He is the propitiation for our sins, and not for ours only but also for the sins of the whole world. 1 John 2:2
You have never received a gift comparable to Jesus Christ. He is beyond imagination. The wealth flowing from His presence is immeasurable. The dimensions of his gift cannot be known by mortals, at least not now. The verse above is probably the most succinct description of his endowment to men.
Propitiation is not a common word in the Bible. It occurs only four times (Romans 3:25; Hebrews 2:17; 1 John 2:2; 1 John 4:10). In the broader Greek writings, it is considered a rare term when used as a noun as it is here. So, we must use the Biblical context to appreciate the use of the word by John.
Propitiation is closely associated with sin, more specifically, the removal of sin. Every New Testament verse that includes propitiation also includes the word sin. Paul links the word with Jesus’ blood and the resolution of God’s forbearance (Romans 3:25). The writer of Hebrews also connects it with sin and Jesus’ action of resolving the people’s sins.
Recalling that Hebrews is written to a Jewish community well-versed in the Law of Moses, we must see this propitiation of Jesus as linked to the sacrifice on the Day of Atonement. Consider John the Baptist’s exclamation, “Behold the Lamb of God, who takes away the sins of the world” (John 1:29). Isaiah’s prophecy is on point here, for he says, “with his wounds we are healed” (Isaiah 53:5). The prophets use of words like “stricken” (vs. 4, 8), “afflicted” (vs. 4), and “crush” (vs.10), point to the horror awaiting the Savior. We also note Isaiah’s inspired claim that all of this was done by the Lord, “Yet it was the will of the LORD to crush him; he has put him to grief; (Isaiah 53:10). This statement parallels Acts 2:23 that Jesus was “delivered up according to the definite plan and foreknowledge of God, you crucified and killed by the hands of lawless men.”
We conclude that God planned the suffering of Jesus. But why? When you and I view the cross and all the attendant events, we are peering into the wrath of God against sin. Wrath, unlike propitiation, is not a rare word. It occurs over 200 times in the English Bible. We understand wrath as powerful anger directed against an enemy. Because this wrath comes from God, we may say it is a divine or righteous wrath. This is no temper tantrum, but the outpouring of appropriate and holy retribution for that which spoiled the perfect creation – sin.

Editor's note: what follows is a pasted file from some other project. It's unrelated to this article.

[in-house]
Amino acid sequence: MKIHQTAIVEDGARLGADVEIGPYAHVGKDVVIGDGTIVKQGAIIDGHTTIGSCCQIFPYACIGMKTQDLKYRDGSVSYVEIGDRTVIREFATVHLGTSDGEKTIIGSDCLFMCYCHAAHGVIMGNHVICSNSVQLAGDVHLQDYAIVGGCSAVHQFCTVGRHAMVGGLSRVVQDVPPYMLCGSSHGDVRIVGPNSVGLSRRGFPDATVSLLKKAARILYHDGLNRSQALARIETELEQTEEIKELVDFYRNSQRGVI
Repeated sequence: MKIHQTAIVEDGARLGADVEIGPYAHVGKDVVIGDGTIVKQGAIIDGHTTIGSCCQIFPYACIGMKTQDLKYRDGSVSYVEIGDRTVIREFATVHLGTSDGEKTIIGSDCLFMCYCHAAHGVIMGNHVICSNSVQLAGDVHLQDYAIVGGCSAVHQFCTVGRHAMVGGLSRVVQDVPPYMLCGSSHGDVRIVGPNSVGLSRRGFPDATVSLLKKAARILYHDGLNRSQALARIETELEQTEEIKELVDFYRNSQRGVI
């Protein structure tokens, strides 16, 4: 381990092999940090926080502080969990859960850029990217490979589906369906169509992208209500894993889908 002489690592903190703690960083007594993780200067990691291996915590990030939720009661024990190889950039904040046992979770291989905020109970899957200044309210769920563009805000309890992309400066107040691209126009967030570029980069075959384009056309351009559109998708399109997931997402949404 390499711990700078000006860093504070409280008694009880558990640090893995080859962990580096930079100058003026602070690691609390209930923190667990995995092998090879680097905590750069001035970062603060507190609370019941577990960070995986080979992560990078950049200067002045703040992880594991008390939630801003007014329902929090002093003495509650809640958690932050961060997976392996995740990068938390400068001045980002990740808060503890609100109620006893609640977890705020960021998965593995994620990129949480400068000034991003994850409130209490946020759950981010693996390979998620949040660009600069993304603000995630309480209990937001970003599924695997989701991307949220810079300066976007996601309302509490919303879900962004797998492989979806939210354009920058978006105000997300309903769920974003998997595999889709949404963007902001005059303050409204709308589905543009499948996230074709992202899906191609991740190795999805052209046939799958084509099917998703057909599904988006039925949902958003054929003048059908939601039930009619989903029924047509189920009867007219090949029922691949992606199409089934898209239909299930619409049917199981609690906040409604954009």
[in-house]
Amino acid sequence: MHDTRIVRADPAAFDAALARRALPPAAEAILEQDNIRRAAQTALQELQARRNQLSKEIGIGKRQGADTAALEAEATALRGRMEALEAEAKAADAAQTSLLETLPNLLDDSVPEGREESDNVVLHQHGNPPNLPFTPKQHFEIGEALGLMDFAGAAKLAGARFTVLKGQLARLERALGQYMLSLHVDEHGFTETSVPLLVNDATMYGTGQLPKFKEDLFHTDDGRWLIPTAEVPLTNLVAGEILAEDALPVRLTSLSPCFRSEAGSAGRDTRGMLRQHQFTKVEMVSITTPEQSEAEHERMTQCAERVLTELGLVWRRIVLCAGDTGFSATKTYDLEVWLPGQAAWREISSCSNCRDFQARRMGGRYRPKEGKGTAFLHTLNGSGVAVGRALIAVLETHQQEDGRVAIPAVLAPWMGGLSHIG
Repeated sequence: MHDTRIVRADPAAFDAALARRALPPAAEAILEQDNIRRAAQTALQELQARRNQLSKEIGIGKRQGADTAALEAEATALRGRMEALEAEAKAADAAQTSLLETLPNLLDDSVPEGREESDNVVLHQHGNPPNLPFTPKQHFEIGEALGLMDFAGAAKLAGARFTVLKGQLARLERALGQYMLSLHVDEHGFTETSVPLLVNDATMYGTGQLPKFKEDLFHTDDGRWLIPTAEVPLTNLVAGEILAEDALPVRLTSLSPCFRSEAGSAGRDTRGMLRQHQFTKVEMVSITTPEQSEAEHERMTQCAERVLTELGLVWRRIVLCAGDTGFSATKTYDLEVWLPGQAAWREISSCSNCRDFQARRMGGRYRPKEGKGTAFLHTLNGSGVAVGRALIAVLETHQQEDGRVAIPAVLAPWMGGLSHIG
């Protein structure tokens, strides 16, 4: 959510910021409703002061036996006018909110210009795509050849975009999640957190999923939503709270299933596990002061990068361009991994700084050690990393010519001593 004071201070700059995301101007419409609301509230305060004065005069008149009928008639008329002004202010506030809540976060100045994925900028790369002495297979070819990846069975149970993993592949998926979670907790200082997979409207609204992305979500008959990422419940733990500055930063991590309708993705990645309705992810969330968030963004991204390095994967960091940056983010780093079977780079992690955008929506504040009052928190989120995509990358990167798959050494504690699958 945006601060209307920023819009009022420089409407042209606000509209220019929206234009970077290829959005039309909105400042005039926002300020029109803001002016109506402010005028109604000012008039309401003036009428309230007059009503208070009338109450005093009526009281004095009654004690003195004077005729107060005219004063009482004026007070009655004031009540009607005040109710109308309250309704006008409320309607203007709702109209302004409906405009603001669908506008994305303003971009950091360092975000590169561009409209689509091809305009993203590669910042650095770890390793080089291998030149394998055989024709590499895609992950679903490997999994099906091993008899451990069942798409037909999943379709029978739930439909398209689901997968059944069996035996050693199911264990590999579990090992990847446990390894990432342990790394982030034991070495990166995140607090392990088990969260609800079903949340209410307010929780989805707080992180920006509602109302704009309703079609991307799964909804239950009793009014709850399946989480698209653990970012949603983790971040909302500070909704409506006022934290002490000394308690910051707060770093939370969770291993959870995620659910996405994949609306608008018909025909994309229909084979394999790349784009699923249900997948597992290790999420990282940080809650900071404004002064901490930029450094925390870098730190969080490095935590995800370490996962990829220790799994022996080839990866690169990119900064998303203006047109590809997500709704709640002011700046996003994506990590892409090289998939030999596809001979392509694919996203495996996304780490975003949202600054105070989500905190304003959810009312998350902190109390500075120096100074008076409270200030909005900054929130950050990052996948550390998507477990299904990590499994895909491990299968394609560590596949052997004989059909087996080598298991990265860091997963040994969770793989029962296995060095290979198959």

Concerning the mistreatment of widows and orphans, God says, “my wrath will burn…” (Exodus 22:24). We may think such a response is harsh, but we understand that His divine wrath is directed at evildoers. But why Jesus?
Nahum offers, “Who can stand before his indignation? Who can endure the heat of his anger? His wrath is poured out like fire, and the rocks are broken into pieces by him” (Nahum 1:6). The obvious answer is that no one can stand before God’s wrath, for none are innocent (Psalm 14:1 – 3).
Following these verses, we discover that we are all lost and have only a fearful expectation of destruction from before the holiness of God. We need a shield, an absorber, to soak up the wrath of God and protect us. We need a propitiation. We need Jesus. As a shield, Jesus stands between us and the wrath of God. Our sins are removed, and we no longer fear destruction
In some unimaginable way, the same God that destroys in his wrath finds a way to save the objects of his love by focusing his wrath upon Jesus. Thank you, Lord, for this unspeakable gift!
Jesus is the gift for all. Sadly, most will never accept the gift. We must proclaim the nature of the gift to all the world. It awaits for all men. Let us all be heralds of this wonderful gift!